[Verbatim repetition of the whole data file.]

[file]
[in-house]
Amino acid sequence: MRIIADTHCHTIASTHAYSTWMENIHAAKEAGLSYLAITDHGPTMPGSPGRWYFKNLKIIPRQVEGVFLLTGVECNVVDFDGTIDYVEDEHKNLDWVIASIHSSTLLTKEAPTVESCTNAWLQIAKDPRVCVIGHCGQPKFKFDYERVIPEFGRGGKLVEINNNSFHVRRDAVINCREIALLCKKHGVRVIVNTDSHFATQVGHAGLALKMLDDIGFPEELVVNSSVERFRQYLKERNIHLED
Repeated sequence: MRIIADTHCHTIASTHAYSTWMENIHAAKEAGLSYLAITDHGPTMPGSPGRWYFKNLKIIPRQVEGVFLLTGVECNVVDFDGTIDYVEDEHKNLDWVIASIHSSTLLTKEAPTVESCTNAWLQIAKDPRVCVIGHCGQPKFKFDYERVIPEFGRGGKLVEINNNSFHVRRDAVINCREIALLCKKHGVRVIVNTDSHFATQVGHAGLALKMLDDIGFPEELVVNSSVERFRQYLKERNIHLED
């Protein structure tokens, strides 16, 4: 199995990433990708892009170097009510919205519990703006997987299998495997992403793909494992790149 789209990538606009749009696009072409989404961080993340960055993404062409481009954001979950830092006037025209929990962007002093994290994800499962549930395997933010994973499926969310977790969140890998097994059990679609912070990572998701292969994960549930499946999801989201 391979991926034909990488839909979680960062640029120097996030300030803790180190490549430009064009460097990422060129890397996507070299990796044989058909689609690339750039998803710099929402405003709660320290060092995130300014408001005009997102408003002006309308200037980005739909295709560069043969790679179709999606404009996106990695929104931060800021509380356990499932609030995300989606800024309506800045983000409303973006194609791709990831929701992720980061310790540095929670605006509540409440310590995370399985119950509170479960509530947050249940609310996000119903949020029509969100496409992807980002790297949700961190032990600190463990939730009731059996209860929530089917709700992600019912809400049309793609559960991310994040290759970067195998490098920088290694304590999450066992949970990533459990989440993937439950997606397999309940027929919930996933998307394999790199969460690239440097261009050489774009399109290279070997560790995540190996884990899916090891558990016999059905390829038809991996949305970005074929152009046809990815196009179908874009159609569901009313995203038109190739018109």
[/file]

[in-house]
Amino acid sequence: MRIIADTHCHTIASTHAYSTWMENIHAAKEAGLSYLAITDHGPTMPGSPGRWYFKNLKIIPRQVEGVFLLTGVECNVVDFDGTIDYVEDEHKNLDWVIASIHSSTLLTKEAPTVESCTNAWLQIAKDPRVCVIGHCGQPKFKFDYERVIPEFGRGGKLVEINNNSFHVRRDAVINCREIALLCKKHGVRVIVNTDSHFATQVGHAGLALKMLDDIGFPEELVVNSSVERFRQYLKERNIHLED
Repeated sequence: MRIIADTHCHTIASTHAYSTWMENIHAAKEAGLSYLAITDHGPTMPGSPGRWYFKNLKIIPRQVEGVFLLTGVECNVVDFDGTIDYVEDEHKNLDWVIASIHSSTLLTKEAPTVESCTNAWLQIAKDPRVCVIGHCGQPKFKFDYERVIPEFGRGGKLVEINNNSFHVRRDAVINCREIALLCKKHGVRVIVNTDSHFATQVGHAGLALKMLDDIGFPEELVVNSSVERFRQYLKERNIHLED
């Protein structure tokens, strides 16, 4: 199995990433990708892009170097009510919205519990703006997987299998495997992403793909494992790149 789209990538606009749009696009072409989404961080993340960055993404062409481009954001979950830092006037025209929990962007002093994290994800499962549930395997933010994973499926969310977790969140890998097994059990679609912070990572998701292969994960549930499946999801989201 391979991926034909990488839909979680960062640029120097996030300030803790180190490549430009064009460097990422060129890397996507070299990796044989058909689609690339750039998803710099929402405003709660320290060092995130300014408001005009997102408003002006309308200037980005739909295709560069043969790679179709999606404009996106990695929104931060800021509380356990499932609030995300989606800024309506800045983000409303973006194609791709990831929701992720980061310790540095929670605006509540409440310590995370399985119950509170479960509530947050249940609310996000119903949020029509969100496409992807980002790297949700961190032990600190463990939730009731059996209860929530089917709700992600019912809400049309793609559960991310994040290759970067195998490098920088290694304590999450066992949970990533459990989440993937439950997606397999309940027929919930996933998307394999790199969460690239440097261009050489774009399109290279070997560790995540190996884990899916090891558990016999059905390829038809991996949305970005074929152009046809990815196009179908874009159609569901009313995203038109190739018109």